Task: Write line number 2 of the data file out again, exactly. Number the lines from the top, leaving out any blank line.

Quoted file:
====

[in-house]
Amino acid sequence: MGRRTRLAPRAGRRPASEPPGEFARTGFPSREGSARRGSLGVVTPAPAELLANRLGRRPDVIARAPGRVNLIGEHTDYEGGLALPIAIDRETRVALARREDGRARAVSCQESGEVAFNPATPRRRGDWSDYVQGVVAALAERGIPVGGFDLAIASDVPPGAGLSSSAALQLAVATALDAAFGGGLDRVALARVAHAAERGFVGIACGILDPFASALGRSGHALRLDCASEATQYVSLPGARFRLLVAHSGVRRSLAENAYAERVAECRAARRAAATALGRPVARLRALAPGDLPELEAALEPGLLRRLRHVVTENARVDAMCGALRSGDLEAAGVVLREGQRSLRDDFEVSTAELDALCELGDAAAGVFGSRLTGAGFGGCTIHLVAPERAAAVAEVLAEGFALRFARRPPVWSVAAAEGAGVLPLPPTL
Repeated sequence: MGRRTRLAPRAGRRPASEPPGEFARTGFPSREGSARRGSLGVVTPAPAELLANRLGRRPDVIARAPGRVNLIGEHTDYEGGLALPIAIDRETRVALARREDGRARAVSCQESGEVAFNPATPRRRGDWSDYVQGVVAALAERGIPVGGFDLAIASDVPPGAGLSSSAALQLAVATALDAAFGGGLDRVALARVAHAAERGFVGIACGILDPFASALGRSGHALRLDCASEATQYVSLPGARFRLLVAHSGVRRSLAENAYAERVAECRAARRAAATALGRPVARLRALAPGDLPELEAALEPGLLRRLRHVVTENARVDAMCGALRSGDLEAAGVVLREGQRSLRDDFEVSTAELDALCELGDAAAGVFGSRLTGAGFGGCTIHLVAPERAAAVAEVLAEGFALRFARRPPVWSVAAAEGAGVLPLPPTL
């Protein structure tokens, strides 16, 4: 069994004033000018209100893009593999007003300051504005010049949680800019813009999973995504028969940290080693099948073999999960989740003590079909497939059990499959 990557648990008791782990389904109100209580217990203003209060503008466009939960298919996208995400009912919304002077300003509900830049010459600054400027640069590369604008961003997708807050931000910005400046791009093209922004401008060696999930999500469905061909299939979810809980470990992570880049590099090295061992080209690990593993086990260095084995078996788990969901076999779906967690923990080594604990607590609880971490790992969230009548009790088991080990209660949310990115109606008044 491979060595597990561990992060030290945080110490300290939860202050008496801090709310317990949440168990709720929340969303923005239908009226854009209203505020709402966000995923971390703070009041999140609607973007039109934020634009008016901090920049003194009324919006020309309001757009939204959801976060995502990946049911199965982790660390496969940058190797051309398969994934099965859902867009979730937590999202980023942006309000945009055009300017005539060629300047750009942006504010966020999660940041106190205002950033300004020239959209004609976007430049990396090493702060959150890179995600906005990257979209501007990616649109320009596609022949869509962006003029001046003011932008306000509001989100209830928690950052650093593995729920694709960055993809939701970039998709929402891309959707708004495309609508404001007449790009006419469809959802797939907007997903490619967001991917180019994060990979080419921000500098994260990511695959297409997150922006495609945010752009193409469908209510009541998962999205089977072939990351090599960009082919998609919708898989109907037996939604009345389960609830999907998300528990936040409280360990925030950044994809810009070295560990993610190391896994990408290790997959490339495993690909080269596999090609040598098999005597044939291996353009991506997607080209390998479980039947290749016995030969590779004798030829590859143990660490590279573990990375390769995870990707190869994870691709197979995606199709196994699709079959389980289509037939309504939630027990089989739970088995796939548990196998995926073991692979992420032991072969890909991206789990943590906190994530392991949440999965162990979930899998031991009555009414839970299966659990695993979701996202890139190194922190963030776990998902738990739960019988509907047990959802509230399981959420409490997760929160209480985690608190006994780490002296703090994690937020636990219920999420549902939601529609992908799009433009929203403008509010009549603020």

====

Amino acid sequence: MGRRTRLAPRAGRRPASEPPGEFARTGFPSREGSARRGSLGVVTPAPAELLANRLGRRPDVIARAPGRVNLIGEHTDYEGGLALPIAIDRETRVALARREDGRARAVSCQESGEVAFNPATPRRRGDWSDYVQGVVAALAERGIPVGGFDLAIASDVPPGAGLSSSAALQLAVATALDAAFGGGLDRVALARVAHAAERGFVGIACGILDPFASALGRSGHALRLDCASEATQYVSLPGARFRLLVAHSGVRRSLAENAYAERVAECRAARRAAATALGRPVARLRALAPGDLPELEAALEPGLLRRLRHVVTENARVDAMCGALRSGDLEAAGVVLREGQRSLRDDFEVSTAELDALCELGDAAAGVFGSRLTGAGFGGCTIHLVAPERAAAVAEVLAEGFALRFARRPPVWSVAAAEGAGVLPLPPTL